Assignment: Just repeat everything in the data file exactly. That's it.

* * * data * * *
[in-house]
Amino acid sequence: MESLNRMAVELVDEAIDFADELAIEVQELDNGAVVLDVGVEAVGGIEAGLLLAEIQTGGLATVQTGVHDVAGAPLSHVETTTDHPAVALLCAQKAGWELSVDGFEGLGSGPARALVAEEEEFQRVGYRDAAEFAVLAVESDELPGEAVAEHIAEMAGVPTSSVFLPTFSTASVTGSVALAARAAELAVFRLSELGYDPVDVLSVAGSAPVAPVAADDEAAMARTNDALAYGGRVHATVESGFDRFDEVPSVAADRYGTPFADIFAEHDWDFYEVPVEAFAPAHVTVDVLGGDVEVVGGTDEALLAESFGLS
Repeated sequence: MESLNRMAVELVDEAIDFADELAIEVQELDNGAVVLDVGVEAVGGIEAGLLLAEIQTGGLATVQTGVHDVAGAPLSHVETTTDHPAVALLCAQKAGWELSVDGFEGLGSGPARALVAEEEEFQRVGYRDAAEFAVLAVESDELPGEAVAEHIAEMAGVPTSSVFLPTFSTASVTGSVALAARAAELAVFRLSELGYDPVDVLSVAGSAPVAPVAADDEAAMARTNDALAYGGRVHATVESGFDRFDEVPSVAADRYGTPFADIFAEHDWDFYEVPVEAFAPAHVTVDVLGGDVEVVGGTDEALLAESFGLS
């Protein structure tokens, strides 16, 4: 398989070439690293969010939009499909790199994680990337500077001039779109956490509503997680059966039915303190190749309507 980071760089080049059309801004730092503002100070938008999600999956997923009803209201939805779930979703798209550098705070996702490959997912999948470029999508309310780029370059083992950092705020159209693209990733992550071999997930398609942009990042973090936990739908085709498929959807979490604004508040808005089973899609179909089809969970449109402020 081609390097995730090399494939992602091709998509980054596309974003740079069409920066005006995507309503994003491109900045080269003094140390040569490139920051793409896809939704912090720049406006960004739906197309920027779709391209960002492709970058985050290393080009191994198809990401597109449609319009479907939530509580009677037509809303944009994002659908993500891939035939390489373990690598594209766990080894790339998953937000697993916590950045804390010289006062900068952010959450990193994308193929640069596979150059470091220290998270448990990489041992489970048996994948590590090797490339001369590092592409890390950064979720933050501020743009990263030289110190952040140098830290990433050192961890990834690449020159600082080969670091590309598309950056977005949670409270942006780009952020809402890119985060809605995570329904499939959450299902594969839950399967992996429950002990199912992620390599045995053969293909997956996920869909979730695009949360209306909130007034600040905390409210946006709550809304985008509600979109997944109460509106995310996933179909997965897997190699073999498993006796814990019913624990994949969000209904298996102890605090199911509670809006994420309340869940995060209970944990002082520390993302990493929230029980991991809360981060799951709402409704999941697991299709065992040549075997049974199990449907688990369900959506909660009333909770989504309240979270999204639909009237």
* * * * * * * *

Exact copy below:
[in-house]
Amino acid sequence: MESLNRMAVELVDEAIDFADELAIEVQELDNGAVVLDVGVEAVGGIEAGLLLAEIQTGGLATVQTGVHDVAGAPLSHVETTTDHPAVALLCAQKAGWELSVDGFEGLGSGPARALVAEEEEFQRVGYRDAAEFAVLAVESDELPGEAVAEHIAEMAGVPTSSVFLPTFSTASVTGSVALAARAAELAVFRLSELGYDPVDVLSVAGSAPVAPVAADDEAAMARTNDALAYGGRVHATVESGFDRFDEVPSVAADRYGTPFADIFAEHDWDFYEVPVEAFAPAHVTVDVLGGDVEVVGGTDEALLAESFGLS
Repeated sequence: MESLNRMAVELVDEAIDFADELAIEVQELDNGAVVLDVGVEAVGGIEAGLLLAEIQTGGLATVQTGVHDVAGAPLSHVETTTDHPAVALLCAQKAGWELSVDGFEGLGSGPARALVAEEEEFQRVGYRDAAEFAVLAVESDELPGEAVAEHIAEMAGVPTSSVFLPTFSTASVTGSVALAARAAELAVFRLSELGYDPVDVLSVAGSAPVAPVAADDEAAMARTNDALAYGGRVHATVESGFDRFDEVPSVAADRYGTPFADIFAEHDWDFYEVPVEAFAPAHVTVDVLGGDVEVVGGTDEALLAESFGLS
């Protein structure tokens, strides 16, 4: 398989070439690293969010939009499909790199994680990337500077001039779109956490509503997680059966039915303190190749309507 980071760089080049059309801004730092503002100070938008999600999956997923009803209201939805779930979703798209550098705070996702490959997912999948470029999508309310780029370059083992950092705020159209693209990733992550071999997930398609942009990042973090936990739908085709498929959807979490604004508040808005089973899609179909089809969970449109402020 081609390097995730090399494939992602091709998509980054596309974003740079069409920066005006995507309503994003491109900045080269003094140390040569490139920051793409896809939704912090720049406006960004739906197309920027779709391209960002492709970058985050290393080009191994198809990401597109449609319009479907939530509580009677037509809303944009994002659908993500891939035939390489373990690598594209766990080894790339998953937000697993916590950045804390010289006062900068952010959450990193994308193929640069596979150059470091220290998270448990990489041992489970048996994948590590090797490339001369590092592409890390950064979720933050501020743009990263030289110190952040140098830290990433050192961890990834690449020159600082080969670091590309598309950056977005949670409270942006780009952020809402890119985060809605995570329904499939959450299902594969839950399967992996429950002990199912992620390599045995053969293909997956996920869909979730695009949360209306909130007034600040905390409210946006709550809304985008509600979109997944109460509106995310996933179909997965897997190699073999498993006796814990019913624990994949969000209904298996102890605090199911509670809006994420309340869940995060209970944990002082520390993302990493929230029980991991809360981060799951709402409704999941697991299709065992040549075997049974199990449907688990369900959506909660009333909770989504309240979270999204639909009237």